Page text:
Canada lays claim to North Pole and resource-rich Arctic

Move adds to strains with Russia as Putin asks the military to increase its presence in the Arctic region

In this March 31, 2007 photo, Ranger Joe Amarualik, from Iqaluit, Nunavut, drives his snowmobile on the ice during a Canadian Ranger sovereignty patrol near Eureka, on Ellesmere Island, Nunavut.
Jeff Mcintosh/AP

Canada intends to lay claim to the North Pole as part of a bid to assert control over a large part of the resource-rich Arctic, Foreign Minister John Baird announced Monday, a move that has raised tensions with Russia, which also claims the territory.

Baird said Canada had filed a preliminary submission to a special United Nations commission collecting competing claims and would be submitting more data later.

“Obtaining international recognition for the outer limits of our continental shelf … will be vital to the future development of Canada’s offshore resources,” said Baird.

“Canada is going to fight to assert its sovereignty in the north but I think we will be good neighbors in doing so.”

Baird said Canada needed more time to file a final submission to the U.N. commission because it had not yet fully mapped the area around the ridge.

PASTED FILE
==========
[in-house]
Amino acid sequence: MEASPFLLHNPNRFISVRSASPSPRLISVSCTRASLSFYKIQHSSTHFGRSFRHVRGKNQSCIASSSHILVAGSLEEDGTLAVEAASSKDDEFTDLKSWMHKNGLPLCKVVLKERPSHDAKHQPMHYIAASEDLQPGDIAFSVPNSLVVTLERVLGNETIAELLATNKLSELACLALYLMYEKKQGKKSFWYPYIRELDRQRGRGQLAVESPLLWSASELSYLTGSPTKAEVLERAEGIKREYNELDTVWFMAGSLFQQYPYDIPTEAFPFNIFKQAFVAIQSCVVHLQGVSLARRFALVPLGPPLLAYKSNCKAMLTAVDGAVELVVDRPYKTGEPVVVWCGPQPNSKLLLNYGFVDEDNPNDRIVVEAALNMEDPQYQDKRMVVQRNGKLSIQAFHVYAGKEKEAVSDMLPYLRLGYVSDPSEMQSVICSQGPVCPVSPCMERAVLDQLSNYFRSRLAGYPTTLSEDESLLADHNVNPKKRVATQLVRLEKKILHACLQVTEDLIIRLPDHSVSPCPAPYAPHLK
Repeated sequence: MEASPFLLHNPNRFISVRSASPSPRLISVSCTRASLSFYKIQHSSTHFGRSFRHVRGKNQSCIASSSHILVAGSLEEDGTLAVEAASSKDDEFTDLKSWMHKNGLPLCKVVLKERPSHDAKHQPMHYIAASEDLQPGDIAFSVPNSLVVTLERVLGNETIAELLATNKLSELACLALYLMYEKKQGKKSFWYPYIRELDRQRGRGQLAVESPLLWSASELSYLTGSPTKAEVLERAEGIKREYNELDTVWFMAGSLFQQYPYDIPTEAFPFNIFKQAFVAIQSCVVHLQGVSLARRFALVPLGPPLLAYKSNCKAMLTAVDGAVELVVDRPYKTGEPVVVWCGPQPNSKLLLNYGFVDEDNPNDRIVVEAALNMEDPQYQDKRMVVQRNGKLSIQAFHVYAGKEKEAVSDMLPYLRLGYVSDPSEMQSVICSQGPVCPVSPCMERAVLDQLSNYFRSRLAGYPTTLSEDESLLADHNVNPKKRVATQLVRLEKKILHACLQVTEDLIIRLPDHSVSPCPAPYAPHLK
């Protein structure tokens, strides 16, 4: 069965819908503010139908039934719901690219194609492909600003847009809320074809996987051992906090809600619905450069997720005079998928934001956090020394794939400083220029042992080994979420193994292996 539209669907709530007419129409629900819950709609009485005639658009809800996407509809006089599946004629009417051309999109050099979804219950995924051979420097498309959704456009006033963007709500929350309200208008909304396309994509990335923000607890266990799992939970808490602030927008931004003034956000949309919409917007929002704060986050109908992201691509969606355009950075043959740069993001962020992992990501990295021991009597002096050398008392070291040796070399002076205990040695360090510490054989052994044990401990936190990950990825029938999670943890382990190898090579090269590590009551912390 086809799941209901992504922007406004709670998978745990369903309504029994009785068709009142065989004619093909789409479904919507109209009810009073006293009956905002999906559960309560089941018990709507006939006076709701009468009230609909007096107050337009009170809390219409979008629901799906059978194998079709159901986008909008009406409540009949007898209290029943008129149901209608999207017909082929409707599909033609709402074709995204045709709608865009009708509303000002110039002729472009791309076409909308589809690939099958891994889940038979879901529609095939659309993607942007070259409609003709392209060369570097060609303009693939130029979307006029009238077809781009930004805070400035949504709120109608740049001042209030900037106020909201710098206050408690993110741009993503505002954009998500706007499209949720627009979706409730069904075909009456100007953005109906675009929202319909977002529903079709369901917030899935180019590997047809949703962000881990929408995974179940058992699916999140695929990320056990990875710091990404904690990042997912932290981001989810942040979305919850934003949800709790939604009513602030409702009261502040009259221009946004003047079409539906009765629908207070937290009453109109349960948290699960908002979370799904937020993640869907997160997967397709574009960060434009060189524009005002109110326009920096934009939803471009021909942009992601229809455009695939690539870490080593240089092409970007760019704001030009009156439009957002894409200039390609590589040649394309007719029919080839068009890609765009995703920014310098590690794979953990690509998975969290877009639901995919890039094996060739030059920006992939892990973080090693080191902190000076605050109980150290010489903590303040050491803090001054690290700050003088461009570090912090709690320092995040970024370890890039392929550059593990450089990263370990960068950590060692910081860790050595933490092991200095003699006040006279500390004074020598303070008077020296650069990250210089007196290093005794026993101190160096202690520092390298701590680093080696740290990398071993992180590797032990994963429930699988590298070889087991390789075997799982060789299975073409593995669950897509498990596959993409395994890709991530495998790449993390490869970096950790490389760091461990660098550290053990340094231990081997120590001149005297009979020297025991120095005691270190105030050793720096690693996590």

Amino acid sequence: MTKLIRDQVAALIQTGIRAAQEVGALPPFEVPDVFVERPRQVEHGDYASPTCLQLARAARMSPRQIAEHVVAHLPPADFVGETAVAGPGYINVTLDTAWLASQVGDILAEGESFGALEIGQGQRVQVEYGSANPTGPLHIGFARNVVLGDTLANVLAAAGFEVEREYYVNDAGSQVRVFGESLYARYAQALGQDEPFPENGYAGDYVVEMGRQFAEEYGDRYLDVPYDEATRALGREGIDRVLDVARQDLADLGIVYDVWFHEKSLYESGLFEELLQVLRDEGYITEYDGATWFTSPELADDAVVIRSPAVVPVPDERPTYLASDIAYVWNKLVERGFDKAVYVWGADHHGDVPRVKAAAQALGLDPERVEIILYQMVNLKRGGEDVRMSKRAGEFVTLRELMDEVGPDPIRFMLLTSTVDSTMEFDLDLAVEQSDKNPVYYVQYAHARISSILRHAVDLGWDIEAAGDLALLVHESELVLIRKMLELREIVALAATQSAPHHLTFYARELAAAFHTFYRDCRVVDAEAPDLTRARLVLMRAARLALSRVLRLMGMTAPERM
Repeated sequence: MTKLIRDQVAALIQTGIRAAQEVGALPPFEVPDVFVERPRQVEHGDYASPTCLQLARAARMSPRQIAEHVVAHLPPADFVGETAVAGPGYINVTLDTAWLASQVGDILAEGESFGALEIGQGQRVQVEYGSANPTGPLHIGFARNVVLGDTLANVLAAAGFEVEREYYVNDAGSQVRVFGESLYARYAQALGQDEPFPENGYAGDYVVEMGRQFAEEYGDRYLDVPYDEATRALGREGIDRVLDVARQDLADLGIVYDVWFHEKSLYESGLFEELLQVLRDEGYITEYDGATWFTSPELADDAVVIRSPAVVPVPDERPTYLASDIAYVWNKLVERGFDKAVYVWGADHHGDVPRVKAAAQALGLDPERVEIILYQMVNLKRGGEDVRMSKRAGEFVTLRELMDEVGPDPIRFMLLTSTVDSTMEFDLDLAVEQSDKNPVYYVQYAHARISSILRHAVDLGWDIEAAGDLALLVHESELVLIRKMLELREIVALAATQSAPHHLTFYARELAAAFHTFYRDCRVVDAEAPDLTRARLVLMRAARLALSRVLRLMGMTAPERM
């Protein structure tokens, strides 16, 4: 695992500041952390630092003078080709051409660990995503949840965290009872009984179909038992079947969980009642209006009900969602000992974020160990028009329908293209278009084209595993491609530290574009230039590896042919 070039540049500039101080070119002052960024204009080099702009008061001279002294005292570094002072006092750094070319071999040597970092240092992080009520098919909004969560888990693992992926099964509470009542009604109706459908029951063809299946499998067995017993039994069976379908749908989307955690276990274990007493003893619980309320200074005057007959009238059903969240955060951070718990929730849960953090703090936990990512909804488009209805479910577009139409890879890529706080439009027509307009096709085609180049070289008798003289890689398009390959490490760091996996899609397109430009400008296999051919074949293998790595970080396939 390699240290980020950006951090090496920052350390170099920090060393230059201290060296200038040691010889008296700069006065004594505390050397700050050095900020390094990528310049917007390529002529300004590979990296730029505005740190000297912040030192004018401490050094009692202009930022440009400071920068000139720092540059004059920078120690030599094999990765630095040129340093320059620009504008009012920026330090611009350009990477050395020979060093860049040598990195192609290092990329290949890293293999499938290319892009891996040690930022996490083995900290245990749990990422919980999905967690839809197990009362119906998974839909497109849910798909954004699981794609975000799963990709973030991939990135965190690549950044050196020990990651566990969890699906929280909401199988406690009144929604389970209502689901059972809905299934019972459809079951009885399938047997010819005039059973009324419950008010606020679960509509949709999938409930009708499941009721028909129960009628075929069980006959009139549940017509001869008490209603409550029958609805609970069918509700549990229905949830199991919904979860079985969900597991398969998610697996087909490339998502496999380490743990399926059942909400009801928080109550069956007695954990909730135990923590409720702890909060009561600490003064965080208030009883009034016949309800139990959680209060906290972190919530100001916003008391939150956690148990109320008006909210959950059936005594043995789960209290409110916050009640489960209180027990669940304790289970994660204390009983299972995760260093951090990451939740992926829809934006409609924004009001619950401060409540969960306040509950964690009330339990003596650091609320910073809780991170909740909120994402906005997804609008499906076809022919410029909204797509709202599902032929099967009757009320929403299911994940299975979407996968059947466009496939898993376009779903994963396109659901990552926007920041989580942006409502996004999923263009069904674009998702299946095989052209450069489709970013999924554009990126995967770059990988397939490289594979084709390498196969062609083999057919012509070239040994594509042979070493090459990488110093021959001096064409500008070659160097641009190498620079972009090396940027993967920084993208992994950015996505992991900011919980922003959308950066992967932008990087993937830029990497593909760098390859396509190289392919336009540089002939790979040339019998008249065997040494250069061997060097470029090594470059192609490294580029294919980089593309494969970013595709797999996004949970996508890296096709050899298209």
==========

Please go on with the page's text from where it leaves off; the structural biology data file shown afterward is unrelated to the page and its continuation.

The claim has raised tensions with Russia — which looks set to lay claim to the North Pole because it is on a continental shelf it controls.

After Baird’s announcement, President Vladimir Putin ordered Russia’s military to step up its presence in the Arctic.

Canada, Russia, Denmark, Norway and the United States each want to control as much as they can of a region the U.S. Geological Survey says contains 30 percent of the world’s undiscovered natural gas and 15 percent of the oil.

Putin told an expanded defense ministry meeting that Russia’s national interests and security rested upon bolstering its presence in the Arctic after a brief post-Soviet retreat.

“I would like you to devote special attention to deploying infrastructure and military units in the Arctic,” the Kremlin chief said in televised remarks.

Russia has an overlapping claim to both the North Pole as well as large parts of the Arctic. Indeed, a government-sponsored diving team in 2007 planted a Russian flag under the North Pole.

Putin said Tuesday that “next year, we have to complete the formation of new large units and military divisions” in the Arctic that remain on constant combat alert.

Russia, Canada and Denmark each say an underwater mountain range known as the Lomonosov Ridge, which stretches 1,120 miles across the pole under the Arctic Sea, is part of their own landmass.

Wire services

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Canada, Russia
Energy, Military, Politics

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